Who is St. Cuthbert? St. Cuthbert (c. 634 – 20 March 687) was a saint of the early Northumbrian church in the Celtic tradition. He was a monk, bishop and hermit. But not in that order. Or maybe. After his death (and this is when he got mega famous) he became one of the MOST notable medieval saints of Northern England as he is regarded as the patron saint of Northern England. His feast day is 20 March. Cuthbert grew up near Melrose Abbey (which twins with Melrose Place). It is located in Lindisfame, present day Scotland. Cuthbert decided to become a monk after seeing a vision on the night in 651 that St. Aidan, the founder of Lindisfarne, died. I have visions ALL the time but it doesn’t want make me want to go and join a monastery. But that’s just me.
As St. Cuthbert was a pious man, there was an expectation of miracle performing. Further, central to St Cuthbert’s cult was the greatest miracle of all: his uncorrupt body, a sign of great purity and holiness. This miracle was first witnessed in AD698, and occurred approximately 11 years after his death, when Cuthbert’s body was elevated from its tomb on Lindisfarne and found to be undecayed, as flexible as a living man. The miracle of incorruption is certainly not unique to Cuthbert. What is unusual is that this miracle was witnessed and recorded on many more occasions. Enter scary music and a hand held camera. Yup. And in the 16th Century, Henry VIII’s men were so awestruck by the preserved state of Cuthbert that they ceased their destruction at Durham Cathedral. And for anyone who knows me at all, knows that I have mad love for Durham Cathedral.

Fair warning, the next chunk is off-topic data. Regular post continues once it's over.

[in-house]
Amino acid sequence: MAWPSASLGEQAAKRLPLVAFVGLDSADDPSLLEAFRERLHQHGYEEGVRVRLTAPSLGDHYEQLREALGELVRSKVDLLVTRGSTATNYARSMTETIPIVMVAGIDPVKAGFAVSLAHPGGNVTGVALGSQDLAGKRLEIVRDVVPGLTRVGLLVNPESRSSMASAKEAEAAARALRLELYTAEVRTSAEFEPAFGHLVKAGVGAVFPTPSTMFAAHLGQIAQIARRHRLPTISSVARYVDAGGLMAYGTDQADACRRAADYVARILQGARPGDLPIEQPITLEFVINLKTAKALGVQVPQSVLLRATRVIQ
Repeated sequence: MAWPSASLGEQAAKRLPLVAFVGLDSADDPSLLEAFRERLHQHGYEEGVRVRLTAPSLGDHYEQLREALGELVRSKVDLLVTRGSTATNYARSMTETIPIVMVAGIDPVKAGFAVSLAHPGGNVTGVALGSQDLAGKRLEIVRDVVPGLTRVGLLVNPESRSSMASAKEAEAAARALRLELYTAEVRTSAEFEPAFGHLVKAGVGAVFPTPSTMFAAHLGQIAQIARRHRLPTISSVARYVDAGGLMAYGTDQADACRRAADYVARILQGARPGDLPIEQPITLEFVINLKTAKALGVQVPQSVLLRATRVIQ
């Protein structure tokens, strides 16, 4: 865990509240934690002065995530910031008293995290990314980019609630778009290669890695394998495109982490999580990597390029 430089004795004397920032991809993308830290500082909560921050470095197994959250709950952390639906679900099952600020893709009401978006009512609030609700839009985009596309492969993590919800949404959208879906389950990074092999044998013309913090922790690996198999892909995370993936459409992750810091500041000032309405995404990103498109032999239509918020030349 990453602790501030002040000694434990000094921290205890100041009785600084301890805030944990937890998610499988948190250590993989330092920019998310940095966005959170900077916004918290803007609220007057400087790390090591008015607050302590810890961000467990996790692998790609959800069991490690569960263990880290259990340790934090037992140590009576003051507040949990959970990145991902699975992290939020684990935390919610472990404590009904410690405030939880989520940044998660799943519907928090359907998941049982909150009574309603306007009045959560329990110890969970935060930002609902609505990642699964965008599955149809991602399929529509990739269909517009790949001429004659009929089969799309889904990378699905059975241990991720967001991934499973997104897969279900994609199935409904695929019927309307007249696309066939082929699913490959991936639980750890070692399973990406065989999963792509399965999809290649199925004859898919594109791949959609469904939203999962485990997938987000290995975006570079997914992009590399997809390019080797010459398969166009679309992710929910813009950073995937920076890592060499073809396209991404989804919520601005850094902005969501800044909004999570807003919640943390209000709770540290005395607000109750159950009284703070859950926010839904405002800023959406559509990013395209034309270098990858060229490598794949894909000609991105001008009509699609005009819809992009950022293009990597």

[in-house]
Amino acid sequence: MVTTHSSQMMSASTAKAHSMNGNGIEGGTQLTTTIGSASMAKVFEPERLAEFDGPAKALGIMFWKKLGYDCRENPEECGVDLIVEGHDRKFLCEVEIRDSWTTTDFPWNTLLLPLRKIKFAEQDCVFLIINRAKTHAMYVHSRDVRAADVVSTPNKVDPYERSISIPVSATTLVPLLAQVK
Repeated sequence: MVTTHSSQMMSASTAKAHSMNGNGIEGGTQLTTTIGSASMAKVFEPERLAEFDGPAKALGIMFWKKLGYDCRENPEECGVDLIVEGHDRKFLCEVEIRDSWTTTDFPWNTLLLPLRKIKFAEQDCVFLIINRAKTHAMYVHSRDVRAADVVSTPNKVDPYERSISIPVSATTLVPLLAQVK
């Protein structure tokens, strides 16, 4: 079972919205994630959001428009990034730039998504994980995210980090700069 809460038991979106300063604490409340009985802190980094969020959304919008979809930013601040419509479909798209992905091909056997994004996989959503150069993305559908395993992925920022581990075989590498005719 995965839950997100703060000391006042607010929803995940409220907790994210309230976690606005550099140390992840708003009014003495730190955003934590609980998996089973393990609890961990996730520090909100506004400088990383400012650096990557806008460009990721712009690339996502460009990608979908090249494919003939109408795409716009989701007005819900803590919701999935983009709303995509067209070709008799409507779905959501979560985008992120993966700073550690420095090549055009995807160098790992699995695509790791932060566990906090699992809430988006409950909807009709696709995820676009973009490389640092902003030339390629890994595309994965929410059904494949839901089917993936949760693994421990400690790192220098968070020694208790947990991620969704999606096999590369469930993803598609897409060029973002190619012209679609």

St Cuthbert’s medieval cult attracted devotees from far and wide, most of them seeking a cure. As a living hermit on Lindisfarne and then on the Farne Islands, Cuthbert had healed Northumbrian royalty and other local people. He was that good. And later, by the 12th and 13th Centuries, Cuthbert was reported to be curing nobles and paupers, lay and religious, from across England and Scotland, and one man from Norway. Ailments cured ranged from paralysis and demonic possession to gout, leprosy, haemorrhages and toothache-but the cure for the common cold largely alluded him. Shame. Many of those seeking a cure would make a pilgrimage to the shrine, but miraculous intervention could also be sought at one of the many churches dedicated to St Cuthbert around England and southern Scotland. Amazing.
Finally, I would like to add that in such a rich saintly market, it was important to show the pre-eminence of Cuthbert’s abilities, and Durham accounts of competitive sainthood show him outshining others including St Edmund and Thomas Becket. And if you don’t know whom I am referring to in bold, we may have to rethink our friendship. I kid.